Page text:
Walorski Measures Pass in House Version of Defense Bill
WASHINGTON, D.C. – The House of Representatives today passed its version of the fiscal year 2014 National Defense Authorization Act (NDAA), including provisions authored by Congresswoman Jackie Walorski (IN-02) combating military sexual assault, prohibiting the transfer of Guantanamo detainees to Yemen, and supporting the full enforcement of Iran sanctions.
“When I talk with Hoosier moms and dads, they are concerned about our national security and the safety of their families. Each of these provisions works towards protecting America’s sons and daughters and ensuring the United States continues to fight terrorism and nuclear threats to make the world a safer place,” said Walorski, a freshman member of the House Armed Services Committee. “This defense bill is the key mechanism to provide necessary resources for our nation’s warfighters, and I am pleased my proposals were included to strengthen American foreign policy and protect our servicemembers.”
Whistleblower Protections for Military Sexual Assault Victims
This provision specifically identifies reports of sexual assault as a form of communication under whistleblower protections and requires an Inspector General investigation into allegations of retaliatory personnel actions taken against victims who have reported alleged instances of rape, sexual assault, or other forms of sexual misconduct in the military.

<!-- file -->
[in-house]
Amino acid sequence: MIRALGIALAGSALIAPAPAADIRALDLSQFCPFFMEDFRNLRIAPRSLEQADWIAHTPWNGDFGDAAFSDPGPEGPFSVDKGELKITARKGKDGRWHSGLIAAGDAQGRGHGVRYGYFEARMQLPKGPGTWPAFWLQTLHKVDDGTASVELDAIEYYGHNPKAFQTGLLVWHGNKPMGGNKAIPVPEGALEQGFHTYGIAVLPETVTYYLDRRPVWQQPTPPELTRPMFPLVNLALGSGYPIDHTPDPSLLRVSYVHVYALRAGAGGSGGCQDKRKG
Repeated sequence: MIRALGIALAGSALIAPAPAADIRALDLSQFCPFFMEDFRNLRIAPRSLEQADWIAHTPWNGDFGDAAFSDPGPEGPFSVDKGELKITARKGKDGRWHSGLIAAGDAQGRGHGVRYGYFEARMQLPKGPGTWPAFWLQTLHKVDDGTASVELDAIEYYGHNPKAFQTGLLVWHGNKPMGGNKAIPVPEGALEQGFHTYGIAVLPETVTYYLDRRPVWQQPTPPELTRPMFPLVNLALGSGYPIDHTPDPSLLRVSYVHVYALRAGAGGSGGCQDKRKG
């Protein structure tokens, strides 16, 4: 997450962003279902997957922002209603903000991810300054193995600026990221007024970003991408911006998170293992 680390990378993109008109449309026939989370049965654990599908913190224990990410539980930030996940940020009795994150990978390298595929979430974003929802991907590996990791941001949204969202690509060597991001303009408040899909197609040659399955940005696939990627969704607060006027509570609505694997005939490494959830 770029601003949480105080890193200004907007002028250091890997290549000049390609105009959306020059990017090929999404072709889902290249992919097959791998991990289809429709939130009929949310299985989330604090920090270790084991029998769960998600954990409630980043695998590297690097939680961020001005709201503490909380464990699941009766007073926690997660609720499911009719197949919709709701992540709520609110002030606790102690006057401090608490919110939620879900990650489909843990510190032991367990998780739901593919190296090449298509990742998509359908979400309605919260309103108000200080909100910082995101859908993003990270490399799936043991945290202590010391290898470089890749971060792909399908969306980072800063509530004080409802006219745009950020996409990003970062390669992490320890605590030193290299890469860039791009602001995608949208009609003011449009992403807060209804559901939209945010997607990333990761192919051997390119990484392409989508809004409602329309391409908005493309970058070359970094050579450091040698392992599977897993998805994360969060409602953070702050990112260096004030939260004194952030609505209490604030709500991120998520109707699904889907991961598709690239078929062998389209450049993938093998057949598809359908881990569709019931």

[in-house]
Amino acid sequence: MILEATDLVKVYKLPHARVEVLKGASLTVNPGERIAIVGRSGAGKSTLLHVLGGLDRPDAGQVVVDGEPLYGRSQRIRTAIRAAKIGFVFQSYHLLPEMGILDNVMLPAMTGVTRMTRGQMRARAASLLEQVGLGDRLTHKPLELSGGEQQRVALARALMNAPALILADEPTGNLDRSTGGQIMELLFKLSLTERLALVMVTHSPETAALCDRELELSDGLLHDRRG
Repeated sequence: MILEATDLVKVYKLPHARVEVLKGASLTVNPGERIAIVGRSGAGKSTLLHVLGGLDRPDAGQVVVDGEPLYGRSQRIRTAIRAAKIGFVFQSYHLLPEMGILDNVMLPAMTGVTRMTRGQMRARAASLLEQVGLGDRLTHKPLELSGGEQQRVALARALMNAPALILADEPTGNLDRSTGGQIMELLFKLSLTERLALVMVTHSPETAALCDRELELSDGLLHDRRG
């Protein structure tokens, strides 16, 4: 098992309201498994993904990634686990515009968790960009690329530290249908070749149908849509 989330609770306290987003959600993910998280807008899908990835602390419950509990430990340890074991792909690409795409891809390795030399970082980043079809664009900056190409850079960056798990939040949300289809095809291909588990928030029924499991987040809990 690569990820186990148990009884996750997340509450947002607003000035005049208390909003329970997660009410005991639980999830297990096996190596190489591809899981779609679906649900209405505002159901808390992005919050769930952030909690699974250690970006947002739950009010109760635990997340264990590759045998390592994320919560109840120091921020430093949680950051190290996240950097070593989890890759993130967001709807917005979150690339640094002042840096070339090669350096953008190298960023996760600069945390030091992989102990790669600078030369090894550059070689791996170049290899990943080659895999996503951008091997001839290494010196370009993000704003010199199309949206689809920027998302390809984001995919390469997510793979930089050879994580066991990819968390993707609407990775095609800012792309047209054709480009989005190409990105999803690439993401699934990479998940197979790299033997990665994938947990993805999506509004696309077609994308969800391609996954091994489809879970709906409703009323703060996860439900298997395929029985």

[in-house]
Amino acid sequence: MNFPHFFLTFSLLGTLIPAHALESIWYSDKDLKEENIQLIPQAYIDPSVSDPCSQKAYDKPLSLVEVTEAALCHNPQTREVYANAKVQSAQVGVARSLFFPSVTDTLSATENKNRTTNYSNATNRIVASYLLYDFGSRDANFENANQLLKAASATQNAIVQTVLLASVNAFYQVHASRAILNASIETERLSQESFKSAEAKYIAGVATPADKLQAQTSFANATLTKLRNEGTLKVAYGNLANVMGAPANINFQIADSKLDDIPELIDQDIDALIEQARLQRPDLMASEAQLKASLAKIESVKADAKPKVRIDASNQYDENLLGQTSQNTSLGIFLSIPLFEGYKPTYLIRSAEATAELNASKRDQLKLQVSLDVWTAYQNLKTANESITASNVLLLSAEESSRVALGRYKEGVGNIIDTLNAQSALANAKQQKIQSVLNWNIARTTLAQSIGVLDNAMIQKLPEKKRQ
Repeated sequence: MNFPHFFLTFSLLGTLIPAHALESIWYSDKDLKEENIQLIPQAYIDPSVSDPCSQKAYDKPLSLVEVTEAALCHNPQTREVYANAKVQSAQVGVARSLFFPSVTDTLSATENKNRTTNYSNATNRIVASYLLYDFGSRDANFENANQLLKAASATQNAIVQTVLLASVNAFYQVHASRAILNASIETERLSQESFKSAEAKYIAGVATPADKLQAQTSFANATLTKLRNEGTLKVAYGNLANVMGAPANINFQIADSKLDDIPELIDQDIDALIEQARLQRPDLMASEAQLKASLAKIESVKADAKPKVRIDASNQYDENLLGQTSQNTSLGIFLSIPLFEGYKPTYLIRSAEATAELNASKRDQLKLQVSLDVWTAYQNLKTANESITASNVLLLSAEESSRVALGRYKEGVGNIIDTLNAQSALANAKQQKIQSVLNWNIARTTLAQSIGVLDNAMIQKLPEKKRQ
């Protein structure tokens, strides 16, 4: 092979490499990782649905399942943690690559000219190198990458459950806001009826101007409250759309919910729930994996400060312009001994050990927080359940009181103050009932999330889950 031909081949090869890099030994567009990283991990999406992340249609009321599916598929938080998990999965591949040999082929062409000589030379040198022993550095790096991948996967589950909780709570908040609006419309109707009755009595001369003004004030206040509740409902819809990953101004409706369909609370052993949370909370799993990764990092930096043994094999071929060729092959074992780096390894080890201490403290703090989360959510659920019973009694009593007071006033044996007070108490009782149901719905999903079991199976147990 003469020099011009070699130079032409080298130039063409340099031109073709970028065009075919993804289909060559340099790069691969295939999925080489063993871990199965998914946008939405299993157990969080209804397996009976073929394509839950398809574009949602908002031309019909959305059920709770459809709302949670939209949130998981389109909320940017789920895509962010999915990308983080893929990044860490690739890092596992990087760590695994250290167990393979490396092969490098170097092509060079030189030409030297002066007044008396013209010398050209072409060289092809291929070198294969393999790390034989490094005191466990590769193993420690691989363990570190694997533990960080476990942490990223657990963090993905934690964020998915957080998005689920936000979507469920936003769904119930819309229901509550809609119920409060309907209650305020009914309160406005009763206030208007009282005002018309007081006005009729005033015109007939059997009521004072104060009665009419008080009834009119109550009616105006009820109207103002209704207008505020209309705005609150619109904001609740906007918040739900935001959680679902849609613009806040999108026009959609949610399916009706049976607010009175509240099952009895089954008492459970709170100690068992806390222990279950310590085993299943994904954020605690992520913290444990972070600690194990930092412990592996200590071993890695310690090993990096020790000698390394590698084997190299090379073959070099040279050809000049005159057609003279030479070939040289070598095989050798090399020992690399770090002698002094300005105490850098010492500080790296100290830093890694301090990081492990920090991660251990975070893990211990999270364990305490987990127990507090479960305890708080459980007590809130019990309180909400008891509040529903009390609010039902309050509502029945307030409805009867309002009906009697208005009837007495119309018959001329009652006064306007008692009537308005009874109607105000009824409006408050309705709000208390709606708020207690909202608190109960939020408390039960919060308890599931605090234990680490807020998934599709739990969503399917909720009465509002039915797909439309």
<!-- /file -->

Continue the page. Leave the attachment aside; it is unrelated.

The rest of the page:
Earlier this week, Walorski spoke about her proposal on the House floor during general debate. The bill continues to garner bipartisan support with over 100 co-sponsors, with companion legislation introduced by Senator Amy Klobuchar (D-MN).
Prohibit Transfer of Guantanamo detainees to Yemen
This amendment prohibits the Secretary of Defense from using any funds authorized to the department for the transfer or release of Guantanamo detainees to Yemen for one year.
According to a 2012 estimate from the Office of the Director of National Intelligence, 27% of former Guantanamo detainees were suspected or confirmed of terrorist reengagement, a troubling increase from the previous report. During a speech at the National Defense University in May, President Obama announced he was lifting his moratorium on transfers to Yemen, a decision that could send nearly 60 Yemeni detainees into the center of AQAP’s base. Passage of the Walorski amendment will prohibit any authorized Department of Defense funds from contributing to this movement.
Support Sanctions on Iran
This amendment expresses the sense of Congress in support of fully implementing U.S. and international sanctions on Iran. Reiterates that it is U.S. policy to prevent Iran from acquiring a nuclear weapon capability, and declares that the U.S. has a vital national interest in the survival and security of the State of Israel.